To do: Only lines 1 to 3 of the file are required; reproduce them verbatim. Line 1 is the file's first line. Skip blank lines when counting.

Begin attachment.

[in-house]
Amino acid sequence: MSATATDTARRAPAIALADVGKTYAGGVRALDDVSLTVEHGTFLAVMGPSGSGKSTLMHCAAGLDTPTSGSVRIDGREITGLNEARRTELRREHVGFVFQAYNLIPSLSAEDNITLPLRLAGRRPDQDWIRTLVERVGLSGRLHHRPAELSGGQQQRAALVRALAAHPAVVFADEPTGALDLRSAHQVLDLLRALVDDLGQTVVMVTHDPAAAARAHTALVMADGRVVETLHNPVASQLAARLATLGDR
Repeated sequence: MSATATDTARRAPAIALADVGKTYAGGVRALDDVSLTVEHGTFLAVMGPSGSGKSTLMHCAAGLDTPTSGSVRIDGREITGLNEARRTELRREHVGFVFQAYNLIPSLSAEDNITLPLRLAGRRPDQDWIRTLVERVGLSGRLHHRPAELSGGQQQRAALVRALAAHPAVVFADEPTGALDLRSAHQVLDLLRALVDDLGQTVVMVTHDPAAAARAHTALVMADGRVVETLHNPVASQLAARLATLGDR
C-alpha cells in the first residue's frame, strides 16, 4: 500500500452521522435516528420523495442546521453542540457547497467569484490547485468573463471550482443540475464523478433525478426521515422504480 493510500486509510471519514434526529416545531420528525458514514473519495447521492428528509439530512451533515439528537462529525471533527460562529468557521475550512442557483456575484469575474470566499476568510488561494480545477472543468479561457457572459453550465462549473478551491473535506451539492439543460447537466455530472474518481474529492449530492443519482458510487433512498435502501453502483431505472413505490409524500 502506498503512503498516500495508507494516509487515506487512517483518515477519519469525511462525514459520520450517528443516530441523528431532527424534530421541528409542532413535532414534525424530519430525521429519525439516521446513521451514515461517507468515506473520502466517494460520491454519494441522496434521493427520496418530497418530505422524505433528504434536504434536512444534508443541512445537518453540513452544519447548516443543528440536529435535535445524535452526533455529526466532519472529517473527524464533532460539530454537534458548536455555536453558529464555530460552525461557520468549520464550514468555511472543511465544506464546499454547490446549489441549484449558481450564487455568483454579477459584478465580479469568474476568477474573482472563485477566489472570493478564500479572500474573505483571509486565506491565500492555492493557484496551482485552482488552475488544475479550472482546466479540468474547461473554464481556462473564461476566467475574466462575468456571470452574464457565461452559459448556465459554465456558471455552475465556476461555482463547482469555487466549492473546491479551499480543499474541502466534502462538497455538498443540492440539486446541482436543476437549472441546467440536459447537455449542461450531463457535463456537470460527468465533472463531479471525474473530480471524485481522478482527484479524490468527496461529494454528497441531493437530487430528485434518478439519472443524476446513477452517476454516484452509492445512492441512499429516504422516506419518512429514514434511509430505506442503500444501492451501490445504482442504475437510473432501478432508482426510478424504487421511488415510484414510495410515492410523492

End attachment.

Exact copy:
[in-house]
Amino acid sequence: MSATATDTARRAPAIALADVGKTYAGGVRALDDVSLTVEHGTFLAVMGPSGSGKSTLMHCAAGLDTPTSGSVRIDGREITGLNEARRTELRREHVGFVFQAYNLIPSLSAEDNITLPLRLAGRRPDQDWIRTLVERVGLSGRLHHRPAELSGGQQQRAALVRALAAHPAVVFADEPTGALDLRSAHQVLDLLRALVDDLGQTVVMVTHDPAAAARAHTALVMADGRVVETLHNPVASQLAARLATLGDR
Repeated sequence: MSATATDTARRAPAIALADVGKTYAGGVRALDDVSLTVEHGTFLAVMGPSGSGKSTLMHCAAGLDTPTSGSVRIDGREITGLNEARRTELRREHVGFVFQAYNLIPSLSAEDNITLPLRLAGRRPDQDWIRTLVERVGLSGRLHHRPAELSGGQQQRAALVRALAAHPAVVFADEPTGALDLRSAHQVLDLLRALVDDLGQTVVMVTHDPAAAARAHTALVMADGRVVETLHNPVASQLAARLATLGDR